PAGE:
SHADES OF TUSCANY... literature
Sicilian writer and poet, Luigi Pirandello, receiver of The Nobel Prize for literature in 1934, was a frequent customer at the Chianciano Terme spas. Around the town you can find five plaques, and each mark a stage of Pirandello’s tour, and the areas of Chianciano Terme that inspired him while writing stories, such as ‘Acqua Amara’, ‘Pallino’ and ‘Mimi’, each one based in this town.
Even at the beginning of the fifth century BC there was proof of the presence of Etruscans in these valleys, under the form of a temple dedicated to the God of Health. The curing potentials of its waters have made history since the Roman Empire (Varrone, Tibullo and Orazio) knew of its capabilities, and had mentioned them in ‘Fonti Chiusine’.
In medieval times, Goti and Longobardi occupied the area. For some who disbelieve in the Etruscan origin of the town, attribute it to Liutprando, or Ildebrando (74 BC), or to the family Conti Manenti (976 BC), who ruled the town for a long time. Chianciano Terme became host to the bitter fighting between Guelfi and Ghibellini, political parties of Siena, that both wanted control over the thermal springs, as well as Orvieto and Montepulciano.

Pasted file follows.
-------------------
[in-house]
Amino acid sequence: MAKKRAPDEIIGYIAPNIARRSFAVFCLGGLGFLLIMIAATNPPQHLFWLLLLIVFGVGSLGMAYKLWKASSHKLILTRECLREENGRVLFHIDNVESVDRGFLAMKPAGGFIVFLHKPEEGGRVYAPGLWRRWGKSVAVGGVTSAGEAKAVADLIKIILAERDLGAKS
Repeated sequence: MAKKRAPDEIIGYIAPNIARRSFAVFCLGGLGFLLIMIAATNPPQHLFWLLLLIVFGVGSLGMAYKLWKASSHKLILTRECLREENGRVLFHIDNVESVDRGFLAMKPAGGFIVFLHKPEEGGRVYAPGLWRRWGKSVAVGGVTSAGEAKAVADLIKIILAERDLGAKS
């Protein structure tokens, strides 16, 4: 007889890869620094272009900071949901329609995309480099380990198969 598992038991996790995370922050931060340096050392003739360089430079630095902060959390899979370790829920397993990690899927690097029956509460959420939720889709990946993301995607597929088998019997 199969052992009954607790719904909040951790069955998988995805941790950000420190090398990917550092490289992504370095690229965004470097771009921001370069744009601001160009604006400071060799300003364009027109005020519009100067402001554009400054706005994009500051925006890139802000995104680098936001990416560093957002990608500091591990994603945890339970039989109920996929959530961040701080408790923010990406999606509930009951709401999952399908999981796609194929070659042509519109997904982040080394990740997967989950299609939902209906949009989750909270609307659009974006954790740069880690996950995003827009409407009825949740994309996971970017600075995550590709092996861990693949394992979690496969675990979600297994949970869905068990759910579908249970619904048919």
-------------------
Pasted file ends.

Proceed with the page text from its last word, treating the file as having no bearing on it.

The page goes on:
In the first decades of the 900’s the potential of Chianciano Terme attracted attention from private owners, that made Chianciano Terme what we see today, divided into two main areas: the historic centre (Chianciano Vecchia), and the area developed around the springs (La Rinascente). The historic centre has the characteristics of every medieval hamlet, built on a raised area, reached by the famous doors/gates of Porta Rivellini and Porta del Sole. Of particular interest are the Archeological Museum of the Waters and the Museum of the Collegiata. The thermal spas at Chianciano Terme are Parco S.Elena, Parco Fucoli and Parco Acqua Santa including the new Sensoriali spa and Theia thermal swimming pool.